NetWellness is a global, community service providing quality, unbiased health information from our partner university faculty. NetWellness is commercial-free and does not accept advertising.
Tuesday, September 19, 2017
I have been having really bad nightmares since i was about 12 (I am now 26). They don`t happen every night, and they can be quite random when they happen. I`m tired a lot and find it very hard to sleep at night. 90% of the time, when I have nightmares I will wake up and the dream is still happing. Many times I`ve turned my light on to see something `under my covers`. Only minutes later I do realise its nothing and it was nothing. Often my girlfriend wakes me, and only last week we had an argument "minutes after waking me" that there really WAS something in the bed. I`ve also woken up to screaming my lungs out hard enough so the people next door could hear.
Its really becoming a problem....
Thank you for using NetWellness. It seems that you have a very distressing problem. Occasional nightmares are normal in an adult and 10-15% of children report recurrent nightmares. The age of onset is usually 3-6 years of age, and the peak prevalence is at 6-10 years of age. Both sexes are affected equally in children. Nightmares are less common in adulthood, and occur more frequently in women. Recurrent nightmares can give rise to insomnia, sleep avoidance related to a fear of falling asleep, and excessive daytime sleepiness related to sleep disruption.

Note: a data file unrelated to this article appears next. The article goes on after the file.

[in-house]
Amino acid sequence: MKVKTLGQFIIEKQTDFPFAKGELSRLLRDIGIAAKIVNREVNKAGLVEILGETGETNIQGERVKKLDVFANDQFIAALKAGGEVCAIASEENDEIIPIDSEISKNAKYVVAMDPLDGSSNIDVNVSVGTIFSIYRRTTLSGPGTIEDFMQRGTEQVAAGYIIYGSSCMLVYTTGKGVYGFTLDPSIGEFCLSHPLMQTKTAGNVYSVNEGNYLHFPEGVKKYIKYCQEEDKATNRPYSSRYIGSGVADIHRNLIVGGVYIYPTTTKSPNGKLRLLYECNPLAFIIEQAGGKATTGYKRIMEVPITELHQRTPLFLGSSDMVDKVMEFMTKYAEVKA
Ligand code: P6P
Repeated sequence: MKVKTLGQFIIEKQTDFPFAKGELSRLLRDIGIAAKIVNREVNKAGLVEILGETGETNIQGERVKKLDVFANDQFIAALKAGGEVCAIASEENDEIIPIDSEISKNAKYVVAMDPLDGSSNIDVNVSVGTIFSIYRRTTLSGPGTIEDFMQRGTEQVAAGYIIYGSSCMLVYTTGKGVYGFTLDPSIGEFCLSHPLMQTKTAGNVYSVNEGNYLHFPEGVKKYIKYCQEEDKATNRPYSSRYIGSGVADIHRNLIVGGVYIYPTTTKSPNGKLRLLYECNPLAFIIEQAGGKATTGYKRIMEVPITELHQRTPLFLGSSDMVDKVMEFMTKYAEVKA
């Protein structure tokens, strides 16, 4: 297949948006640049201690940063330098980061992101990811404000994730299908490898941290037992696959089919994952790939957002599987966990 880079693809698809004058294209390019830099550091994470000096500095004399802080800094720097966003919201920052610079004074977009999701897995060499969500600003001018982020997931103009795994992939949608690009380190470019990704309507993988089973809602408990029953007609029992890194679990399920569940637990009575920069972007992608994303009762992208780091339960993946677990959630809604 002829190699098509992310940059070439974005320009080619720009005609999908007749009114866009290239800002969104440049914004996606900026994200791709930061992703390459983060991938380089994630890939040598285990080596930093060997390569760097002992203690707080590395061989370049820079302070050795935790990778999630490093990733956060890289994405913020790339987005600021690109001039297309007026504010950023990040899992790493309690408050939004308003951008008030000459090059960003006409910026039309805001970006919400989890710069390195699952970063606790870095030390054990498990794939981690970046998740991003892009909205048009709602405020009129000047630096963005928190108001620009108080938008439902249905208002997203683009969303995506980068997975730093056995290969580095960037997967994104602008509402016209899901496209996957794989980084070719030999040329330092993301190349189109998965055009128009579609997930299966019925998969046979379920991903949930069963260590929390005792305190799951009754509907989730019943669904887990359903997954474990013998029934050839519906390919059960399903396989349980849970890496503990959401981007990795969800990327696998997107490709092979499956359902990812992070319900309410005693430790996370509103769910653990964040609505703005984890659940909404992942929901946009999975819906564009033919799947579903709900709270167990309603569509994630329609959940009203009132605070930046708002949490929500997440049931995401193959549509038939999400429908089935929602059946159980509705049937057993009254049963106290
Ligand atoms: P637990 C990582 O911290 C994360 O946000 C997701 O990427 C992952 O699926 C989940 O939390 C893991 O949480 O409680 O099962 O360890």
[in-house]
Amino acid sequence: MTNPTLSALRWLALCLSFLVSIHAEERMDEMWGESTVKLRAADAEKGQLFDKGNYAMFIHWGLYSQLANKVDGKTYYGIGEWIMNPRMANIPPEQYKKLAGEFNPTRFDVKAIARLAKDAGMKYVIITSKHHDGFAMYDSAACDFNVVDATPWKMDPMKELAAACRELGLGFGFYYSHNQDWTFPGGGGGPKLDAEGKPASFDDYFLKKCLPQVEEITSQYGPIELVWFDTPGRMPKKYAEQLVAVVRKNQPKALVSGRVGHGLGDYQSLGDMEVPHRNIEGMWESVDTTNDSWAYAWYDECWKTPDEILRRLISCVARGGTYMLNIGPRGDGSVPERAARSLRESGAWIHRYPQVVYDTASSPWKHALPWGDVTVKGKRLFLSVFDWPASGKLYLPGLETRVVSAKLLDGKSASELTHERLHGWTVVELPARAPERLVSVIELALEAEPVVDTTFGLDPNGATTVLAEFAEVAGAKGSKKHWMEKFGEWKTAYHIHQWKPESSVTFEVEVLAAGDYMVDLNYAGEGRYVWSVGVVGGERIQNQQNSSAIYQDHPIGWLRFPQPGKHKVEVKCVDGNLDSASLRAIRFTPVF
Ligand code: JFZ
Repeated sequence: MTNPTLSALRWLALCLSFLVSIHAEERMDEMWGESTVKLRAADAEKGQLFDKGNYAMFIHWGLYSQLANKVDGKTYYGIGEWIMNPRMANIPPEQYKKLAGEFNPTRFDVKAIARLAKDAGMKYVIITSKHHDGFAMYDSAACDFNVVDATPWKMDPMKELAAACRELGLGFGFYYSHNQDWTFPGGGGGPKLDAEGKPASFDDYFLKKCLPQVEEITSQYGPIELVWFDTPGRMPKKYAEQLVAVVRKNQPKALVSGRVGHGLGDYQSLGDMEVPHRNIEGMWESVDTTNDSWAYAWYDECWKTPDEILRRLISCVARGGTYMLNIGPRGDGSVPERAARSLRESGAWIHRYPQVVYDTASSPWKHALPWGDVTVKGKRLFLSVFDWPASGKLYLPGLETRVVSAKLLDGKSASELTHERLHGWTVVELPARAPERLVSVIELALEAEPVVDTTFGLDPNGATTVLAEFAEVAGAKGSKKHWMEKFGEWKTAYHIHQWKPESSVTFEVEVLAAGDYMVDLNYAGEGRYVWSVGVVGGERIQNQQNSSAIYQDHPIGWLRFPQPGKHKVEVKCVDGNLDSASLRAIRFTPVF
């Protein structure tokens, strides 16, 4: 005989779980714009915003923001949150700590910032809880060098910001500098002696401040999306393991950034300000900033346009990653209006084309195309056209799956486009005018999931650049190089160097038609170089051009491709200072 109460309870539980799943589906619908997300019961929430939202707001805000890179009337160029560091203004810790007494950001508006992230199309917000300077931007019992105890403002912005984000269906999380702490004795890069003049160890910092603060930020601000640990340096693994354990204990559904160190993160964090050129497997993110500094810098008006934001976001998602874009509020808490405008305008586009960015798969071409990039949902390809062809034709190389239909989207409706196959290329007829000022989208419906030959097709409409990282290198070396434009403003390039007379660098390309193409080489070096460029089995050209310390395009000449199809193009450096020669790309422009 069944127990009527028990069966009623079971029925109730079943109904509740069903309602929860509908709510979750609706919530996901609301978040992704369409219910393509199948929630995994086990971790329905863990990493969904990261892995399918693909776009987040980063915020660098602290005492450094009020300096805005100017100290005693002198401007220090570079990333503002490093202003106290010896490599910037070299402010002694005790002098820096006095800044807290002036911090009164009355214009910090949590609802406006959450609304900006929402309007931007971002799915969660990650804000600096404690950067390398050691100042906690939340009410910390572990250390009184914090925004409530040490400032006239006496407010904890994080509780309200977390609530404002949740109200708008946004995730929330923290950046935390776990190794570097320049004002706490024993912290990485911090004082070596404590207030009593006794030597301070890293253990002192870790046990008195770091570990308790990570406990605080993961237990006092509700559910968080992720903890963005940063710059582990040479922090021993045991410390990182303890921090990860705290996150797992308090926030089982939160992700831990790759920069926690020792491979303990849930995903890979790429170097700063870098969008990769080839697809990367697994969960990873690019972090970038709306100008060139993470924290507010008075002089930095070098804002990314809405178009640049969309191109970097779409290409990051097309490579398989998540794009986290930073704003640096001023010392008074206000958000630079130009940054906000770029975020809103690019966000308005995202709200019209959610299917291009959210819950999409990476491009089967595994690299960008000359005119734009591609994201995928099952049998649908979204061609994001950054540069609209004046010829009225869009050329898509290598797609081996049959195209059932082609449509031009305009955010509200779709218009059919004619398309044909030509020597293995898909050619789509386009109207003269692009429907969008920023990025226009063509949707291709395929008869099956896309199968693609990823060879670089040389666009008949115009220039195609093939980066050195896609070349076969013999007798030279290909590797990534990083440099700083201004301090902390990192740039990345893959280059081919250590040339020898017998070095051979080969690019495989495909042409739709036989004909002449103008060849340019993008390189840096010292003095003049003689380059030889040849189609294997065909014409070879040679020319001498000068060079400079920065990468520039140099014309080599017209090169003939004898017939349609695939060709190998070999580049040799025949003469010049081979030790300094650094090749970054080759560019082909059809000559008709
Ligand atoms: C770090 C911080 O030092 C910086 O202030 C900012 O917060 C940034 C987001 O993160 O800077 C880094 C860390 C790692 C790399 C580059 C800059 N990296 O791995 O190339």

There are known sleep disorders that are associated with severe and recurrent nightmares, primarily REM (rapid eye movement) behavior disorder and nightmare disorder. Both of these disorders occur during REM sleep (also known as dream sleep) and are typically seen in the 2nd half of the night. While both of these conditions are associated with nightmares, they are different in that patients with REM behavior disorder will tend to “act out” their dreams, often in a violent manner, while those with nightmare disorder do not.
There can be other causes of nightmares that also need to be considered, including other sleep disorders (such as obstructive sleep apnea), psychiatric problems, stress and side effects from medications or illicit substances.
A comprehensive history and physical examination is required in order to provide you with a correct diagnosis. You should start by seeing your primary care physician who can provide you with a referral to a Sleep Specialist. It’s possible you may require at least one polysomnogram (sleep study) to investigate whether or not you have a sleep disorder. Sometimes, one night of study may not be enough to capture an "event" and thus additional nights of testing are needed.
The specific treatment for nightmares often depends on the underlying cause or diagnosis as to why you are having these. However, in general terms, there are a number of things that can be done to help. First, one should adopt good sleep hygiene. By this I mean avoiding sleep deprivation, having a regular bed time and avoiding possible precipitators of the nightmares, such as alcohol and illicit drugs. Secondly, there is psycho-behavioral therapy which can be very beneficial for some individuals. And lastly, there are a number of pharmacologic therapies that are available for sleep related disorders.
Once again, thank you for visiting NetWellness. I hope this answers some of your questions and provides you with guidance so you can address your problem.
Steven Kadiev, MBBCh
College of Medicine
The Ohio State University